Google is now planning to acquire Spotify in a deal valued at roughly $4.2 billion in cash and equity, with a formal announcement slated for this week. The acquisition, first reported by the Wall Street Journal early this morning, would create a clear frontrunner in the music subscription space and give Google a massive edge over competitors like Apple.
It may also play a critical role in the upcoming launch of ‘YouTube Music,’ a forthcoming, subscription-focused update from Google. Other Google music-related properties are struggling, while Spotify is already established in the space. Just ahead of the acquisition, Spotify reached its six millionth paying subscriber.
The deal, expected to be finalized today (April 1st) with customary closing details coming later, would also validate the very massive and risky investments made on Spotify, particularly by Goldman Sachs, Kleiner Perkins Caufield & Byers, Northzone Ventures, and billionaires like Sean Parker and Li Ka-shing. That group is estimated to have bet north of $200 million on Spotify, with a resulting valuation of about $3 billion. All for a company that lacked any profit and carried questionable financials, but now seems to make perfect sense.
Spotify CEO Daniel Ek is now likely to be praised as one of tech’s most important entrepreneurs and visionaries. “I’m thrilled by this acquisition and the belief that Google has placed in us,” Ek offered in a statement. “While we’ve operated as healthy competitors to this point, I think we always considered joining together to help build the future of music consumption and a place for artists to grow.”
Board member and investor Sean Parker, one of the original creators behind Napster, expressed a sense of relief and validation. “Napster was really an experiment that gave me a glimpse of what music would be in the future,” Parker said. “Now, fifteen years later, Google is helping us fulfill that vision in the best, most powerful way possible.”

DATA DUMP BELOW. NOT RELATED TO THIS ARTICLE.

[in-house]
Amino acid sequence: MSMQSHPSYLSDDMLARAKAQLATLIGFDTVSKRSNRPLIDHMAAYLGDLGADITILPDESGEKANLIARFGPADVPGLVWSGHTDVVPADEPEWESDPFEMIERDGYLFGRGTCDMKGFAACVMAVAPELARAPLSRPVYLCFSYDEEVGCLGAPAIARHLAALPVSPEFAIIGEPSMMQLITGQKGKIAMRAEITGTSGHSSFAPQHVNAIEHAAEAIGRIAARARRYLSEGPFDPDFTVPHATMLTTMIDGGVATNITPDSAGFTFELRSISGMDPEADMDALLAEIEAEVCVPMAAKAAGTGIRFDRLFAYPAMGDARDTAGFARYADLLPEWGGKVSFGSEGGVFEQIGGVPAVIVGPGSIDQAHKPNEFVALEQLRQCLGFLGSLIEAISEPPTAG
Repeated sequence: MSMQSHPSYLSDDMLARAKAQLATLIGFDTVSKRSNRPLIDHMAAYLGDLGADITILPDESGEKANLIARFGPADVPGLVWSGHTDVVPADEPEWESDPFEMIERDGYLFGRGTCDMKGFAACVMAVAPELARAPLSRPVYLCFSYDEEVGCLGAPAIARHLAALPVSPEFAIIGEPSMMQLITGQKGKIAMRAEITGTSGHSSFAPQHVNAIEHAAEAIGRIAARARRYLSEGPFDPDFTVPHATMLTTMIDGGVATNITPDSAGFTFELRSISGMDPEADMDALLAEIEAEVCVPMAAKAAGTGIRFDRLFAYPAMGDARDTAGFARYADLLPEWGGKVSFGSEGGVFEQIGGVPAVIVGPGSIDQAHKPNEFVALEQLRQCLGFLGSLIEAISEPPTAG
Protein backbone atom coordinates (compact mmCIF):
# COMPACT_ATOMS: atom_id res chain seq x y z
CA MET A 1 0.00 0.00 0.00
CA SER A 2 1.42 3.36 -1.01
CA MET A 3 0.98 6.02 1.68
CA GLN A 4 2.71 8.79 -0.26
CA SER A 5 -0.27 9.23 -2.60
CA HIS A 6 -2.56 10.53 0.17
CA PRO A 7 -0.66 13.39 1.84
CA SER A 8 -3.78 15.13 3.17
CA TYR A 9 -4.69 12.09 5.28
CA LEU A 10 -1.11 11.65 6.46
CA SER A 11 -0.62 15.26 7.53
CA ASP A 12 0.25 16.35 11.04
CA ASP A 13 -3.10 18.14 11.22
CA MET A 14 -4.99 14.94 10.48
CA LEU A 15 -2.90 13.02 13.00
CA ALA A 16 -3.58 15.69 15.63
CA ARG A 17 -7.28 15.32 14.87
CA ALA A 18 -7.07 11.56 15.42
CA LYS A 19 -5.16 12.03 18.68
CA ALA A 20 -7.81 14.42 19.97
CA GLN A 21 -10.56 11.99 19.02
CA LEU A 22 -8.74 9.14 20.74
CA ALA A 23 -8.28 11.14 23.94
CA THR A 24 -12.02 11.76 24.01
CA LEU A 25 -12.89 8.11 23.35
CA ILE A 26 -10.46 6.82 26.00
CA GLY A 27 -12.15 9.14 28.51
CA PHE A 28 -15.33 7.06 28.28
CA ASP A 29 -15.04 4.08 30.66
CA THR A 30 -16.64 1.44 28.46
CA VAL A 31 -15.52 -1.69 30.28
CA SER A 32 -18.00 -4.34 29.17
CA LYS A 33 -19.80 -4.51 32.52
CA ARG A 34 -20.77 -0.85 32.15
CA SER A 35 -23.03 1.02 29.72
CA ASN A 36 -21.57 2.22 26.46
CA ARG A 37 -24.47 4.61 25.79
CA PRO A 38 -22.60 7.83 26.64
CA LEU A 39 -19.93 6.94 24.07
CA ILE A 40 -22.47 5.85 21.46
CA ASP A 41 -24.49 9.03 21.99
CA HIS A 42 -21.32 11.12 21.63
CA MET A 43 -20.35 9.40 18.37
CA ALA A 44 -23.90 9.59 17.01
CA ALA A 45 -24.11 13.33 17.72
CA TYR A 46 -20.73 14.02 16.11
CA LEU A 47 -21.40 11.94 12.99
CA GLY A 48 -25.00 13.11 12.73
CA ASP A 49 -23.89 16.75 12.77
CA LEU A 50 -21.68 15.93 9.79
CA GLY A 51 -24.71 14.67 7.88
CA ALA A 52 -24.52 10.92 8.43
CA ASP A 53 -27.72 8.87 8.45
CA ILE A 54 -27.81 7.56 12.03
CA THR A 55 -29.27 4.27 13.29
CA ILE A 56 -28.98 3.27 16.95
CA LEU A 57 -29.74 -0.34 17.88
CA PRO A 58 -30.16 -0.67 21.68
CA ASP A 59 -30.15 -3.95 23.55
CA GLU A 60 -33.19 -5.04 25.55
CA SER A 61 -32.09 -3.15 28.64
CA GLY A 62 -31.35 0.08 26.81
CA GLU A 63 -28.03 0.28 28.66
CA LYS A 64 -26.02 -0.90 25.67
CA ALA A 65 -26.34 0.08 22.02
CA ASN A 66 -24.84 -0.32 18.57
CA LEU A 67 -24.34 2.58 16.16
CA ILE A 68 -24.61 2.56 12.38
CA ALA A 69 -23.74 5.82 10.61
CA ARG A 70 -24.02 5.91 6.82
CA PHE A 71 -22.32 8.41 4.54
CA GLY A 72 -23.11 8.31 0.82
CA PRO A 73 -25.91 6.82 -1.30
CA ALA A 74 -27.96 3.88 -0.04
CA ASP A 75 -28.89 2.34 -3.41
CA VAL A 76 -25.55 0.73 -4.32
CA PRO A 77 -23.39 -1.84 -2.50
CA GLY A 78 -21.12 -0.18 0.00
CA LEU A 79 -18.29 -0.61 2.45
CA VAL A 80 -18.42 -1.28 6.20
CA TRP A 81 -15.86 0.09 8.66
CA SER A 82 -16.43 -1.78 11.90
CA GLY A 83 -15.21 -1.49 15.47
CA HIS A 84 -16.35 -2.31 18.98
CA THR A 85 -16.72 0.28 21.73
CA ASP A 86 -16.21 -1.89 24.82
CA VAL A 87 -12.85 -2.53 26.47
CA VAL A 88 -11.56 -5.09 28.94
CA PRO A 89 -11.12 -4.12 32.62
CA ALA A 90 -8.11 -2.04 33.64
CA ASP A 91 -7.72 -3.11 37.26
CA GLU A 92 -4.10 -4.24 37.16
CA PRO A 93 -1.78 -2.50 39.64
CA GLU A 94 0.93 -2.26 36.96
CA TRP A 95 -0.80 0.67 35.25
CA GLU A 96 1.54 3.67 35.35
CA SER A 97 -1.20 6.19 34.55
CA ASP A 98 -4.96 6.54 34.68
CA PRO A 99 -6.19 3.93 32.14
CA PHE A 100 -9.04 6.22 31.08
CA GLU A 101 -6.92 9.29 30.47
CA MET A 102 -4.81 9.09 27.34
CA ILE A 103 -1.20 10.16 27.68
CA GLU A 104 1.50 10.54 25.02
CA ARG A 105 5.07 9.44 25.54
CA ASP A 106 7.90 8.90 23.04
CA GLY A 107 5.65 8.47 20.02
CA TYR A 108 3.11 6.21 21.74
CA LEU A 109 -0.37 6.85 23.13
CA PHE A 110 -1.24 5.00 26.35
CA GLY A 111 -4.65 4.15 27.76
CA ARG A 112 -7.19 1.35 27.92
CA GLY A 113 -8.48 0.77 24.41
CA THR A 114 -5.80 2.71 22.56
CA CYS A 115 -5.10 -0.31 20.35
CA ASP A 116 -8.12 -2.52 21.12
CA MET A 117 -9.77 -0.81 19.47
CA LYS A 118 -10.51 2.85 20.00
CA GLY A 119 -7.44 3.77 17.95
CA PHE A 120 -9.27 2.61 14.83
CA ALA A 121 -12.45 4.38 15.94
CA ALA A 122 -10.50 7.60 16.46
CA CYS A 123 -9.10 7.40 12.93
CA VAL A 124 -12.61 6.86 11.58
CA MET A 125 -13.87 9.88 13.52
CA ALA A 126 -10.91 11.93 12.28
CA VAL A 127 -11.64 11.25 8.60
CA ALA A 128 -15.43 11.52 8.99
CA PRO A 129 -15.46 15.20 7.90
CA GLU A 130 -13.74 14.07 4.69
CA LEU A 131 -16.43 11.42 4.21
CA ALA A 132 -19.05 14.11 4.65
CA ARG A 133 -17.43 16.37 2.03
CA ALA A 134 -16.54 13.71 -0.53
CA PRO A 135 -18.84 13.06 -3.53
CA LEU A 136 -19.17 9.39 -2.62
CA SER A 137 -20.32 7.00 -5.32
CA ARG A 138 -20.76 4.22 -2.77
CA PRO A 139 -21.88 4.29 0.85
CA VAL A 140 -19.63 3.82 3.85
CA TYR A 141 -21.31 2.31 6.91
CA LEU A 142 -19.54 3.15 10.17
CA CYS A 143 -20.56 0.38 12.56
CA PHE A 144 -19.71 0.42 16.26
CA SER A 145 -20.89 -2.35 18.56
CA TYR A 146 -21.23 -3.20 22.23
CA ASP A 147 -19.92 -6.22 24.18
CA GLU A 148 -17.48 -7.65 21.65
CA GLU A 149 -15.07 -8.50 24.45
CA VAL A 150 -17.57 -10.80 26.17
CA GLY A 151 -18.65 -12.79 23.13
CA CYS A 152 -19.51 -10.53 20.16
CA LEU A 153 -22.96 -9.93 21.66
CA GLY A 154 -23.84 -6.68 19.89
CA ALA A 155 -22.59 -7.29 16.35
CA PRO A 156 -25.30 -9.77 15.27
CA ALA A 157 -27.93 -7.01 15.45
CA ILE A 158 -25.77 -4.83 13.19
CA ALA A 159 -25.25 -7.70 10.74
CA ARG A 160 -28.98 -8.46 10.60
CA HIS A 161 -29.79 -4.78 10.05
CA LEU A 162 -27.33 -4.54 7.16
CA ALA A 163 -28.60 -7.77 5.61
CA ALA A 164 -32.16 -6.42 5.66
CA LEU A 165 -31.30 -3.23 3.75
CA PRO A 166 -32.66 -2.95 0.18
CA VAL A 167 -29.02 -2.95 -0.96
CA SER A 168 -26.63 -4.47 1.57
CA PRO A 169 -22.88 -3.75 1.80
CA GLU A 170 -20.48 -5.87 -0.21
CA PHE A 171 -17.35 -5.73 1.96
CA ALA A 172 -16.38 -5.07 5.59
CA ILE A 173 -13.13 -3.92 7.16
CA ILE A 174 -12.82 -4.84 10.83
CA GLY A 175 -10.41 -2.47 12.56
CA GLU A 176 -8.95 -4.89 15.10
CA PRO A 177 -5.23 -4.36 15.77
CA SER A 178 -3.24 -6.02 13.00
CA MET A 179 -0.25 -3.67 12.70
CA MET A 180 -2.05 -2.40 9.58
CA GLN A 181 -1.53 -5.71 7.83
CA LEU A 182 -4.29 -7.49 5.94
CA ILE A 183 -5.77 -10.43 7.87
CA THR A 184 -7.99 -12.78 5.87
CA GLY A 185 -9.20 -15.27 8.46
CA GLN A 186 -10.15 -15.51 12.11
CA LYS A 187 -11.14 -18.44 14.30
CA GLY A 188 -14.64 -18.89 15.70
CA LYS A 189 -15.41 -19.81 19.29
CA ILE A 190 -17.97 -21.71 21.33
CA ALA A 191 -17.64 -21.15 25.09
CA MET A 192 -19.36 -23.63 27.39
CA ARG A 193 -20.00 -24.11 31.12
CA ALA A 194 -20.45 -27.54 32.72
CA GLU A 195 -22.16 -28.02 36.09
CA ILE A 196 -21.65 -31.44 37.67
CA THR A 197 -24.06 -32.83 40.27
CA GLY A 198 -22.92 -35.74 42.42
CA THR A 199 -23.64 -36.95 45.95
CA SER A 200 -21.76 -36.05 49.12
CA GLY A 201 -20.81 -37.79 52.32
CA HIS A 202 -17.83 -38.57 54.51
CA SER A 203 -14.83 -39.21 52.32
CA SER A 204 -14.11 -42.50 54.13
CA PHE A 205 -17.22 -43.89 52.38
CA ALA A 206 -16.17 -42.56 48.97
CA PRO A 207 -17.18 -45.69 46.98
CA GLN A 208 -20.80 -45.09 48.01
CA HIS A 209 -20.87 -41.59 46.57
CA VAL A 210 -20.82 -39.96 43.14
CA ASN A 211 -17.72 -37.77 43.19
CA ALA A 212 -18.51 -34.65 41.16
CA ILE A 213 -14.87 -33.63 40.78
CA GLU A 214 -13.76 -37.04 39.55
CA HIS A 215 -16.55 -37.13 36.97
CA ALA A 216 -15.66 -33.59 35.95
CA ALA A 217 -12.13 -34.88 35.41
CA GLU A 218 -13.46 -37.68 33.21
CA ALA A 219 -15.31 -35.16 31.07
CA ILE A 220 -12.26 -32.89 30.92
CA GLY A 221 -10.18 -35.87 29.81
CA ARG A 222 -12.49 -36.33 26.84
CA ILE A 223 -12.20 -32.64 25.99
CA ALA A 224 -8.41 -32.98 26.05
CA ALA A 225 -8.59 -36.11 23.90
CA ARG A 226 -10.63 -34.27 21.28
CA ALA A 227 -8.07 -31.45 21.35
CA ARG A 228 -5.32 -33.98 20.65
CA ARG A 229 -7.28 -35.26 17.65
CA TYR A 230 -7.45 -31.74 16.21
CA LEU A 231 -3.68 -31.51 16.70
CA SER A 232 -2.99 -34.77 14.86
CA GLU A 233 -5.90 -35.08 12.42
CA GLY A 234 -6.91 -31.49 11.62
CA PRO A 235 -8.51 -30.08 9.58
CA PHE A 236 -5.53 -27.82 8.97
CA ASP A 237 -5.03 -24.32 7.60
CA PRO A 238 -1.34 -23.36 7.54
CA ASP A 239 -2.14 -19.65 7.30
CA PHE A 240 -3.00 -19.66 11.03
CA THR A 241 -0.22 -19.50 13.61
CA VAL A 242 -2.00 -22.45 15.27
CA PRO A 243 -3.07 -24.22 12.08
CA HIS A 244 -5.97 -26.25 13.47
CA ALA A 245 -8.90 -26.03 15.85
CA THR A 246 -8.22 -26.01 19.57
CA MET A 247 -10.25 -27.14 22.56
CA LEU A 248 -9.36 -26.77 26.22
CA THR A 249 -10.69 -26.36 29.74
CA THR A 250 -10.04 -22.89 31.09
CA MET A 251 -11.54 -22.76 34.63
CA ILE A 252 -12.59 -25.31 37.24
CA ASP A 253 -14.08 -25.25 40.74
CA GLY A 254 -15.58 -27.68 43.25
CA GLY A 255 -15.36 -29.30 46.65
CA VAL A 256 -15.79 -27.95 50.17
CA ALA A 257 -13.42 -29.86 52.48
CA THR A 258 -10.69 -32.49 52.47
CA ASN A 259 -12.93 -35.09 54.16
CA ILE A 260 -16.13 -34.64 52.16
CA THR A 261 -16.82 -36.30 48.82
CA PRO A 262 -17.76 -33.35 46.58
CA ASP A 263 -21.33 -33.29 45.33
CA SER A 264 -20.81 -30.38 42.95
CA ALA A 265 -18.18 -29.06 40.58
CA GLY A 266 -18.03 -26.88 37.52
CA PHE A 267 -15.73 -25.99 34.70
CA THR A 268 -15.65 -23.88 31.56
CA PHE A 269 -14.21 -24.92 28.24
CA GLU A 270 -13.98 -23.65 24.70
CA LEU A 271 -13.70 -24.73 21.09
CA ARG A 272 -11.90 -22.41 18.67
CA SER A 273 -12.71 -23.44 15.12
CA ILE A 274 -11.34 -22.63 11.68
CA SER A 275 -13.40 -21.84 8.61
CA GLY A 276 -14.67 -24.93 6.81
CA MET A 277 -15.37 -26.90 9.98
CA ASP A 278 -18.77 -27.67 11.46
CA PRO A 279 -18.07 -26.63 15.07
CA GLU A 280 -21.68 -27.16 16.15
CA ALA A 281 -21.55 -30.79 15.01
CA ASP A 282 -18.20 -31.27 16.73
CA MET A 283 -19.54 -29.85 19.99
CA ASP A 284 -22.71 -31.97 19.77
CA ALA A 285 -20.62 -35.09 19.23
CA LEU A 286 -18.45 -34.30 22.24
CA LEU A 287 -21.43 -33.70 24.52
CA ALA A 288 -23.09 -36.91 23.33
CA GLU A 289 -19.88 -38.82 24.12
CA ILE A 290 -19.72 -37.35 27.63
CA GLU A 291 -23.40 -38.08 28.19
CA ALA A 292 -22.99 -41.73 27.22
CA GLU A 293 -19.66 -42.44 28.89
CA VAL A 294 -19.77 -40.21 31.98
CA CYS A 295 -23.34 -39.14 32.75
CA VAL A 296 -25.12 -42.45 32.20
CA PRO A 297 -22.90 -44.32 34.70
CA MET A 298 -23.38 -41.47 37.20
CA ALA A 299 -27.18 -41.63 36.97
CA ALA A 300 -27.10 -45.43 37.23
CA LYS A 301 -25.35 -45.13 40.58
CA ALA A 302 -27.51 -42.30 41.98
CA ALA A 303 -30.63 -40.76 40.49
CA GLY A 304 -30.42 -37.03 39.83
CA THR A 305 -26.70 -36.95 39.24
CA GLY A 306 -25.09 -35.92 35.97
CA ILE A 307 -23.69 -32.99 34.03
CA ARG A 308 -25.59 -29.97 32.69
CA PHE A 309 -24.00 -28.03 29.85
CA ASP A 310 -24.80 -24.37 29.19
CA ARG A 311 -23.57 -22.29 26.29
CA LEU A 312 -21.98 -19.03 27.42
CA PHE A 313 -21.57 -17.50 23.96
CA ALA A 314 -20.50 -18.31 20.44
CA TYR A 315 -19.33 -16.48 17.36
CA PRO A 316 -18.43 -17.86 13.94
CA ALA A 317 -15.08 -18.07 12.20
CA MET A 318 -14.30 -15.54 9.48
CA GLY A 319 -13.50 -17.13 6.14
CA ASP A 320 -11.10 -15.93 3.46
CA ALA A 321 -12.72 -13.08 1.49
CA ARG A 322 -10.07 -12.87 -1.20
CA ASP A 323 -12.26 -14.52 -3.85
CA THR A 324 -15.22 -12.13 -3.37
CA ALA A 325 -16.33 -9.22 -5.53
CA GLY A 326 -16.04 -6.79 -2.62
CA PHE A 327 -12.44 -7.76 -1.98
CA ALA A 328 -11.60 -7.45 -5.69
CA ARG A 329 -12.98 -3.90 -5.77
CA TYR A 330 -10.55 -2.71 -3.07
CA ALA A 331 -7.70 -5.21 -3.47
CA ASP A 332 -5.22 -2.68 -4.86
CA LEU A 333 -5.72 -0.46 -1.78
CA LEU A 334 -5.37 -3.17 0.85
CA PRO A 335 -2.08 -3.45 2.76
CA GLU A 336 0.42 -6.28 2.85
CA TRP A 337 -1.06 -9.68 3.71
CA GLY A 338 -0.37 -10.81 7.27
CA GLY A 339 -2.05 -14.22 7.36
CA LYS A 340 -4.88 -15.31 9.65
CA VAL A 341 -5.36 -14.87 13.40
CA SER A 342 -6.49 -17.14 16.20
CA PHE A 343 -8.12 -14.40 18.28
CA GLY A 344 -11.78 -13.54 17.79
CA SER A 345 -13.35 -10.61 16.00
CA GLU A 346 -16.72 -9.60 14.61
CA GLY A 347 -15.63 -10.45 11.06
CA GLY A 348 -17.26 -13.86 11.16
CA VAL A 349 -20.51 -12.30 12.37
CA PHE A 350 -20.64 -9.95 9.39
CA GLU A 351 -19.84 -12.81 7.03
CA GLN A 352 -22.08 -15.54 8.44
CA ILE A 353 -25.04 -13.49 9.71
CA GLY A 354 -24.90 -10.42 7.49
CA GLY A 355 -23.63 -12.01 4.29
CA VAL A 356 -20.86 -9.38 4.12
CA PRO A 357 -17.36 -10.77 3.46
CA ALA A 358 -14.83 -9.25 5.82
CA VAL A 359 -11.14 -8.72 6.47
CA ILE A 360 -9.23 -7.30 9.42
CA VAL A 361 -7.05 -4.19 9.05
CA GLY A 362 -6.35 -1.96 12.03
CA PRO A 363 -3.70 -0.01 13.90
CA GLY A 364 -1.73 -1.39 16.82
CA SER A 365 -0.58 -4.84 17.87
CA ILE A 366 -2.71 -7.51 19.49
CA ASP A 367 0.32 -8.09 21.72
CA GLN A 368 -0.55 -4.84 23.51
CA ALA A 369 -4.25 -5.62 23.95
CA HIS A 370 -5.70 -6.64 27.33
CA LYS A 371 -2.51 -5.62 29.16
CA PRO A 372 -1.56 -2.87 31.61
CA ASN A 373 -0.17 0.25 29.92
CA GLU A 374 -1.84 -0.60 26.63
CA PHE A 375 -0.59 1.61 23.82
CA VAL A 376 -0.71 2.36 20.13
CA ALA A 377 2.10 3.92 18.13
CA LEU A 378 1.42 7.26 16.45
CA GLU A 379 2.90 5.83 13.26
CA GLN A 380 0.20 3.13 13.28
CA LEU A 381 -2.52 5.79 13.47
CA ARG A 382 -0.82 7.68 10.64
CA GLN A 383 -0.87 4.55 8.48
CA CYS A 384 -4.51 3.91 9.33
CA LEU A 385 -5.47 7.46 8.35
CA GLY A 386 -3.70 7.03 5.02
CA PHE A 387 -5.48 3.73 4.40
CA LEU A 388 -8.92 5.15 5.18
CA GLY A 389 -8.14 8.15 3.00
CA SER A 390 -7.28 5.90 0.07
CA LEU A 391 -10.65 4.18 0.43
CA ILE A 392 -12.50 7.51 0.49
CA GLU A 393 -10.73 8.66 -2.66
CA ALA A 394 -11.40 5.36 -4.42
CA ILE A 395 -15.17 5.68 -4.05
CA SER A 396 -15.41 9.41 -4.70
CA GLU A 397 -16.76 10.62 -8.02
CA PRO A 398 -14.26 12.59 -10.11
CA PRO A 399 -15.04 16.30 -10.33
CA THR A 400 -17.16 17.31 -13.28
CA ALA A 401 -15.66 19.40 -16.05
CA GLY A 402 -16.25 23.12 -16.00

Also gaining big are the major labels, who each own a piece of Spotify and stand to gain enormously from the acquisition. But one insider noted that Goldman Sachs was unhappy with the arrangement, simply because a far larger amount of money could have been earned through a Wall Street initial public offering (IPO). “They’re only making a fraction of what they could have off of an IPO,” the source relayed.
And what happens next? According to dealmakers on the Google side, it remains unclear exactly what happens to Spotify after the acquisition is complete. One source pointed to “an expensive acqui-hire,” while noting that Google may be more interested in the underlying technology, not the consumer-facing app. As noted above, Google is busily transforming its massive music platform, YouTube, into a smoother experience for fans. That contains far more content than Spotify, though that content is far less organized, far less portable, and generally more difficult to access.
We’ll update as more aspects of the deal emerge.